How to Avoid Getting Ripped Off While Traveling

By Cameron Huddleston

Follow these steps to protect your identity, finances and home when you're on vacation

JewishWorldReview.com | When you're traveling, you're likely thinking about all the ways you can have fun - not about the ways your identity can get stolen, your vacant home can get ransacked or your credit cards can get swiped. However, you are more at risk of becoming a victim of theft while on vacation because your mind is on the pool rather than what you need to do to protect yourself, says Adam Levin, founder of Identity Theft 911 and Credit.com.

That's why you need to take precautions before you leave town as well as while you're traveling to safeguard your finances and your personal information. Here are several preventive measures you should consider:


Contact your bank and credit-card companies to let them know where you are going and how long you will be there. This will help prevent your financial institutions from freezing your accounts for unusual activity.

Clean out your wallet. Levin recommends taking no more than two credit or debit cards with you. Keep one card in the hotel safe, or well hidden in your room if no safe is available, so you'll have a way to pay for things if the card you're carrying is stolen. Leave other personal information, such as your Social Security card, at home (see 8 Things Not to Keep in Your Wallet). Keep a list of the phone numbers for your credit-card company and your bank separate from your wallet. If traveling abroad, make sure you have numbers with actual area codes since toll-free lines won't work internationally.

Make copies of important documents such as your passport, driver's license, health insurance card and tickets. Having access to the information will make it much easier to get replacements in the event of loss or theft. Give a trusted friend or family member copies as well.

Get your gadgets ready to travel. Remove unnecessary files that contain personal information from your phone, tablet or laptop so thieves won't have access to this information if they steal your device, says Rip Mason, CEO of LegalShield. Download an app to help you track your phone's location and erase data if it's lost or stolen.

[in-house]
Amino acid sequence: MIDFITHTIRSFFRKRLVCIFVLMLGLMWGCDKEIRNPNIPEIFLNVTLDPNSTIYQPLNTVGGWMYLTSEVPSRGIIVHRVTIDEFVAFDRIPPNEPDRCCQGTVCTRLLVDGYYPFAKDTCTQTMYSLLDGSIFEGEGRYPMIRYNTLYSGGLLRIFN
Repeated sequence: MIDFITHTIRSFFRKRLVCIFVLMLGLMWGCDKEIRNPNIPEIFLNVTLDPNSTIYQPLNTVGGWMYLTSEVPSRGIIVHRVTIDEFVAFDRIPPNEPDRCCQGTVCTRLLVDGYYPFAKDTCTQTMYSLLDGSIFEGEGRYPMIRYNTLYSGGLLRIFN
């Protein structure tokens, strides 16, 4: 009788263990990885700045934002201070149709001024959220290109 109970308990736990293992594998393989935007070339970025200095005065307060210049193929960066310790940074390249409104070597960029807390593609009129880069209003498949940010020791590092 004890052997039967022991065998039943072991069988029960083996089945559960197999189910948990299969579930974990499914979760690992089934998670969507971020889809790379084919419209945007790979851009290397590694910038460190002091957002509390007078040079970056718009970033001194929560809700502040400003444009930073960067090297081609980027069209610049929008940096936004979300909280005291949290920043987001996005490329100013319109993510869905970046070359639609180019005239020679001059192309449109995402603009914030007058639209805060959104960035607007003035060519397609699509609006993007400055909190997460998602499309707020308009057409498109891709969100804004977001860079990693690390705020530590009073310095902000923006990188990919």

Prepare your home. If you leave your house unattended, make it look like someone is still there. Keep some lights on or set a timer, and put a hold on your mail and newspapers. If someone agrees to collect your mail for you, Levin says make sure it's a person you trust not to open it. A week's worth of mail can be rife with account numbers, balances and other personal information.

Don't share vacation plans on social media. Announcing on Facebook that you're taking a trip is like extending an invitation for people to burglarize your home. And wait until you return from vacation to post pictures of your trip. For more, see 5 Facebook Posts That Put You at Risk.


Be selective about ATMs. Levin says travelers should avoid generic ATMs, which might be set up by thieves to steal account information. He also says that you shouldn't use bank ATMs that aren't physically connected to a financial institution. That's because it's easier for thieves to access stand-alone ATMs and install skimming devices that can capture card information. For more, see How to Guard Against Card Skimmers.


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Avoid public Wi-Fi connections. It's smart to check your accounts for suspicious activity while you're traveling, but Mason says that you should avoid using public Wi-Fi to access your financial accounts online. If you do, you're putting your usernames, passwords and other personal information at risk of being stolen. These shared networks make it easy for hackers to see everything you're doing. Use your phone's 3G or 4G service to access the Web for a more secure connection.

Guard against hotel scams. One travel scam on the rise, says Mason, is receiving a call on your hotel room's phone supposedly from the front desk. The caller will claim he needs your credit-card information again even though you already gave it at check-in. If you receive such a call hang up and go down to the front desk in person to see if the information is in fact needed again. Mason says travelers should also be suspicious of restaurant menus slipped under hotel doors. If you place a phone order, the person on the other end of the line could use your credit-card number to make fraudulent charges. Insist on paying in cash, or ask the front desk for legitimate delivery menus.

Your vacation home isn't your castle. Keep in mind that many people - from housekeeping to maintenance to property managers - can go through your hotel room or rental property during the day, Levin says. So don't leave out computers, jewelry, money or anything displaying personal information. Put valuable items in the room safe or hotel safe. If you're staying at a property without access to a safe, be creative about where you hide things.

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Cameron Huddleston is an online editor at Kiplinger's Personal Finance magazine.

All contents copyright 2013 The Kiplinger Washington Editors, Inc. Distributed by Tribune Content Agency, LLC